And if we pleased our eyes for a moment with some beautiful images of the beautiful blue jay? The plumage and colors of this bird, native to North America, are so spectacular that just admiring them is enough to make you feel enchanted. Demonstration with these beautiful photos.
The Blue Jay (Cyanocitta cristata), which lives primarily in the United States and Canada, is a passerine bird in the Corvidae family.
The upper part of its body is bluish, while its belly is gray, whitish. His size? Up to 43cm. His longevity? 18 years old.
Apart from a slight difference in size (the male is slightly larger), nothing distinguishes the male from the female.
But the most surprising thing about the blue jay is that it isn’t actually blue! On its website, the Canadian Wildlife Federation explains:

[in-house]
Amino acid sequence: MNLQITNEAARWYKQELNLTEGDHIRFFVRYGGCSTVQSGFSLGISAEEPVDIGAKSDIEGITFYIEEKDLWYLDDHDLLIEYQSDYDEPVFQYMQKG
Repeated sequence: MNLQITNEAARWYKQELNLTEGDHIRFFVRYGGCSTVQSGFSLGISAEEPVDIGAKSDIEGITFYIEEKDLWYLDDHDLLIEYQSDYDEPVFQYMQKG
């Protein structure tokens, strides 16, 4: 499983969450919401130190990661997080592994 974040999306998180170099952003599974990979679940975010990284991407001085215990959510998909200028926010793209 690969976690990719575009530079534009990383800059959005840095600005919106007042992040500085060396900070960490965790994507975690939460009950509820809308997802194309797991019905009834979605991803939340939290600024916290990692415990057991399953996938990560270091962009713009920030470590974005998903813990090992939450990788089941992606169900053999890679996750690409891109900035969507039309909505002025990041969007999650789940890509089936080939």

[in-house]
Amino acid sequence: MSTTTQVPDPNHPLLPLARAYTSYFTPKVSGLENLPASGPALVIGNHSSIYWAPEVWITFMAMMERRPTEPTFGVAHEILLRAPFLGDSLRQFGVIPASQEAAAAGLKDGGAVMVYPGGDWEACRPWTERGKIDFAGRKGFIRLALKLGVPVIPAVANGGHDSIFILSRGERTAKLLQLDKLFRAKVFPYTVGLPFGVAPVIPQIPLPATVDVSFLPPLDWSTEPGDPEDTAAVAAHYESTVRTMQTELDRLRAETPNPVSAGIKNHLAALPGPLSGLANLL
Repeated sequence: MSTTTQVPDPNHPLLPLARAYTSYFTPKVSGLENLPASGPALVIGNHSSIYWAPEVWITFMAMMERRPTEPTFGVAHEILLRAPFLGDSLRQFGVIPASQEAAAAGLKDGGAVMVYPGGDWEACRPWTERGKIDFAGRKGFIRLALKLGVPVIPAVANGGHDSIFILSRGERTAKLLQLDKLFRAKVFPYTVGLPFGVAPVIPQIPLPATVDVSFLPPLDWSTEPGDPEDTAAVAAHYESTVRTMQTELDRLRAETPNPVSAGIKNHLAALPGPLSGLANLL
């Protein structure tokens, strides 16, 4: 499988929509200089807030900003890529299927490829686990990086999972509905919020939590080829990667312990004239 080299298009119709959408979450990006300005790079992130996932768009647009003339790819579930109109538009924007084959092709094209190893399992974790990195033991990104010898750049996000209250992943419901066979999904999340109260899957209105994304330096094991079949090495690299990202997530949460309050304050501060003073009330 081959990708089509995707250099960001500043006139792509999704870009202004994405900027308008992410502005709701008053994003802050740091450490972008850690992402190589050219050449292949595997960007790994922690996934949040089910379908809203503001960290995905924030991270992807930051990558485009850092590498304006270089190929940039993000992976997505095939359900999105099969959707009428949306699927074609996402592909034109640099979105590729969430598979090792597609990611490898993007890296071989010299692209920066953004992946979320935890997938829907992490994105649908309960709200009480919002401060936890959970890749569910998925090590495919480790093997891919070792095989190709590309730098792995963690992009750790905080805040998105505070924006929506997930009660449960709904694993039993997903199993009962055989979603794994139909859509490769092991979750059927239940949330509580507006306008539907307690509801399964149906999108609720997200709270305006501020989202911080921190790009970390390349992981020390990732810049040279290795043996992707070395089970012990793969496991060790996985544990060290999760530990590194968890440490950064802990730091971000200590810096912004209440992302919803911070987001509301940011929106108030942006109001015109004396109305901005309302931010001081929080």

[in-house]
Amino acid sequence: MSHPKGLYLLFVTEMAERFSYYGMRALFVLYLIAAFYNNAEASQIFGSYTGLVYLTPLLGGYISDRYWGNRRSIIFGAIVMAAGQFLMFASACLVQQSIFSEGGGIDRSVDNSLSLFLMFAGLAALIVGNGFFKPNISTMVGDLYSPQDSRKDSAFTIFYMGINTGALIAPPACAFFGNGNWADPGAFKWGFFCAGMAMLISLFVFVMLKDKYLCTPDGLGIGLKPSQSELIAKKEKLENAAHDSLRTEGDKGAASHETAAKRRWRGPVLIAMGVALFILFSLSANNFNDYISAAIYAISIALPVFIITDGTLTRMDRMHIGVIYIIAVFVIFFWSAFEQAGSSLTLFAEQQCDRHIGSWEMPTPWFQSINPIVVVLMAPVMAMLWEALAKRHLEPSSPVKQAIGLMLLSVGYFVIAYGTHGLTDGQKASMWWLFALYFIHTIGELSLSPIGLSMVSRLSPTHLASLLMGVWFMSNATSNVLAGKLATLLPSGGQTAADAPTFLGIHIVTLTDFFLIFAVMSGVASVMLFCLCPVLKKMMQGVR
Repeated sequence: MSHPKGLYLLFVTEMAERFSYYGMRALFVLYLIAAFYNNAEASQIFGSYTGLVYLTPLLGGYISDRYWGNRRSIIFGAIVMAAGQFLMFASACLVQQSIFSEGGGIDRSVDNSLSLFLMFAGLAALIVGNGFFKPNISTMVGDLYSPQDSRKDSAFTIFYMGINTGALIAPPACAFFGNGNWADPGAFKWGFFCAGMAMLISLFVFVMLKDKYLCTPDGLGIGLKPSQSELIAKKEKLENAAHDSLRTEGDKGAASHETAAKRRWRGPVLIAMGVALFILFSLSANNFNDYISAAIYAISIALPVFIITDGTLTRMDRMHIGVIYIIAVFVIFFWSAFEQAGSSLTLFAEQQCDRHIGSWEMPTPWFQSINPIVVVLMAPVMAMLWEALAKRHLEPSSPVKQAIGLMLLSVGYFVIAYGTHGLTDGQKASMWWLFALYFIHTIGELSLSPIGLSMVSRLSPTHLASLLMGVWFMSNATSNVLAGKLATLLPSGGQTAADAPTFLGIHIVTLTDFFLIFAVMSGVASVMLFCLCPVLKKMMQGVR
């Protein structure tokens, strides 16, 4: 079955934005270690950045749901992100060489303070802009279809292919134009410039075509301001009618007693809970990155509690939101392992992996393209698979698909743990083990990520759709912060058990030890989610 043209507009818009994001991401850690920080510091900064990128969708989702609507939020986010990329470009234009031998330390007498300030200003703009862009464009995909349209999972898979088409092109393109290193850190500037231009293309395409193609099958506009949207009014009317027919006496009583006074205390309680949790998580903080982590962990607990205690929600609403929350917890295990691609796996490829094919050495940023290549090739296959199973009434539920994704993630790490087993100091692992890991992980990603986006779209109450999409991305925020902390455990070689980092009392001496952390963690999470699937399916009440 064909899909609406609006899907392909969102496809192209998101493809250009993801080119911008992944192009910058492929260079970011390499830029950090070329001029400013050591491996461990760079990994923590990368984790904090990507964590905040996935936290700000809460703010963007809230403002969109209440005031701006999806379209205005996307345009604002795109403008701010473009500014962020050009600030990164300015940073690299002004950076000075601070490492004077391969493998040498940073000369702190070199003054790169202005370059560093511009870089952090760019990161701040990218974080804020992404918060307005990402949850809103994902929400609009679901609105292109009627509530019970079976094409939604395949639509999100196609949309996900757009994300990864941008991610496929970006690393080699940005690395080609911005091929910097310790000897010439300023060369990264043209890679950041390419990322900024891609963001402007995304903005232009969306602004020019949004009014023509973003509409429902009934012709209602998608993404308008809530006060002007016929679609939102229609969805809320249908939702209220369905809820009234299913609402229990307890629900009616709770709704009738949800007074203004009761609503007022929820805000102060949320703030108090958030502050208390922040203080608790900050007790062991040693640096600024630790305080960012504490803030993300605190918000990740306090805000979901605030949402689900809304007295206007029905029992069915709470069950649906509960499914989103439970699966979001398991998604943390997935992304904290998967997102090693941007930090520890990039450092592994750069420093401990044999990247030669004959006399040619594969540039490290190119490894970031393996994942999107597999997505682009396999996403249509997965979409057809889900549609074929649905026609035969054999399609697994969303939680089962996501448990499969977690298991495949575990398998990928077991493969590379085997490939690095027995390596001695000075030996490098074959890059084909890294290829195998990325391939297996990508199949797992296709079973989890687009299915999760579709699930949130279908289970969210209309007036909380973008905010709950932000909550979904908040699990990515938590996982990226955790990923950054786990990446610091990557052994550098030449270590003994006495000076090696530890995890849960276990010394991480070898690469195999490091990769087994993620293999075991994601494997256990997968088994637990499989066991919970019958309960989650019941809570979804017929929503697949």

“The intense cobalt or azure color of the Blue Jay’s tail and wing feathers contrasts sharply with the brown of the leaves or the green of the grass. However, its feathers are not really blue. Blue pigmentation does not occur in birds. This illusion comes from the refraction of light by a strange internal structure of the springs. If you crumple it up, the blue will disappear.”
Another detail highlighted by the Canadian Wildlife Federation:
Like any bird on an omnivorous diet, the Blue Jay has a large bill capable of piercing cocoons, as well as acorns, nuts, and other hard-shelled fruits. It often carries acorns and beechnuts to hide them under leaves, in the grass and in hollow trees.”
“The Blue Jay is partially migratory and in some winters it leaves the most remote northern parts of its territory to settle several hundred miles south. It travels during the day, unhurriedly, usually in flocks of five to fifty or more birds.”
“The Blue Jay can be recognized from afar by its easy flight: the body and tail form a straight line and the wing beats are slow, yet move it forward at a respectable speed.”